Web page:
While the transitional object is a remnant of the child’s connection with their mother, it also gives the child the opportunity to break free from the mother’s control, to become independent and to create their own identity. It is inherently ambiguous. 

Odiousness makes pleasure possible

── Does that mean that, like transitional objects, shikohin is also ambiguous? It’s often true that there is only a fine line between feeling good and feeling bad. I love coffee, tea, alcohol and cigars, but when I consume too much I feel ill quite quickly. 

You are right. Transitional objects also begin with addictions. In the same way, sexual love and pleasure is also ambiguous. A little while ago, the movie “Your Name” was a big hit. In the movie, there is a scene with “kuchikami sake” which is the very embodiment of this. This sake is made by spitting out chewed rice and when the hero of the movie is no longer able to connect with the heroine, this drink acts as the only trace remaining of their connection.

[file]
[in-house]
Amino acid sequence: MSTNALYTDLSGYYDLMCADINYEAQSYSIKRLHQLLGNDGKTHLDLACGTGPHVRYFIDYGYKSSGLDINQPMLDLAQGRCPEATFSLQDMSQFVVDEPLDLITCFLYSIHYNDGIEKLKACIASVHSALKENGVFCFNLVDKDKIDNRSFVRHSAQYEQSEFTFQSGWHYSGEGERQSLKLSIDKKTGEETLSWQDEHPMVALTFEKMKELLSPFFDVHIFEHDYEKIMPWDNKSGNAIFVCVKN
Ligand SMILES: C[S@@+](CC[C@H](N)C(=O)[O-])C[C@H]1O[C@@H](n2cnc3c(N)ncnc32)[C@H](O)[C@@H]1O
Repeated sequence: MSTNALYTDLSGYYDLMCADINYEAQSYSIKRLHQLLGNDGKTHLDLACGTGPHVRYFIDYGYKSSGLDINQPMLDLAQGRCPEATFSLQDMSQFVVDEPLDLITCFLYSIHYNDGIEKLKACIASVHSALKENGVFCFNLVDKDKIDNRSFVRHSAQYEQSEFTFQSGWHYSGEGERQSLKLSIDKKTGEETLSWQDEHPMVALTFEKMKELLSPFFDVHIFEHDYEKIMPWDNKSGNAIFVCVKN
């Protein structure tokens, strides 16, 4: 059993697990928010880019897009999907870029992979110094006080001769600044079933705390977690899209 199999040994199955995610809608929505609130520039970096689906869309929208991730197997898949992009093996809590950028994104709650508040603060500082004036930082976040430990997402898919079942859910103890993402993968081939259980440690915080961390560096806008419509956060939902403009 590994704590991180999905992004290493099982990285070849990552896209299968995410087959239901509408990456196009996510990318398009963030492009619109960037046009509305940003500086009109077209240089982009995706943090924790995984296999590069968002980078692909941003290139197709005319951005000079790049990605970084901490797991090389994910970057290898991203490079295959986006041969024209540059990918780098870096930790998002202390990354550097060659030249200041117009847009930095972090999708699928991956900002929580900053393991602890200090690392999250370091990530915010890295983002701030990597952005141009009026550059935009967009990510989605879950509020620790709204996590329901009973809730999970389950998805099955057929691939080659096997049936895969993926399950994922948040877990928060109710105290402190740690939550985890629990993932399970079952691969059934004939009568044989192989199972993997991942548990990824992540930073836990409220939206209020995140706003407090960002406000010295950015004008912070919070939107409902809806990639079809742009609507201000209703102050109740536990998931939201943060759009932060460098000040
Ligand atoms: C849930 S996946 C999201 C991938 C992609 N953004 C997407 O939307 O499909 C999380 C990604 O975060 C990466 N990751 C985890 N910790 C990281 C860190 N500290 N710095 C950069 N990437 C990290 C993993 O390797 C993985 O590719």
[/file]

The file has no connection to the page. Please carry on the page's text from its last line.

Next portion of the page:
If you think about it, the process of making this sake is quite grotesque. In fact, some people who watched the movie were put off by the scene that portrayed this process. However, this odiousness is what later becomes the key to reconnecting the character’s severed connection. Even when all other connections were gone, this special object created a path to restore their connection. In “Your Name,” the kuchikami sake’s only role is to act as a trace of the characters’ connection, and it is not portrayed as something that will sever the relationship. Perhaps this is why director Makoto Shinkai’s films are often critiqued as “virgin-like.”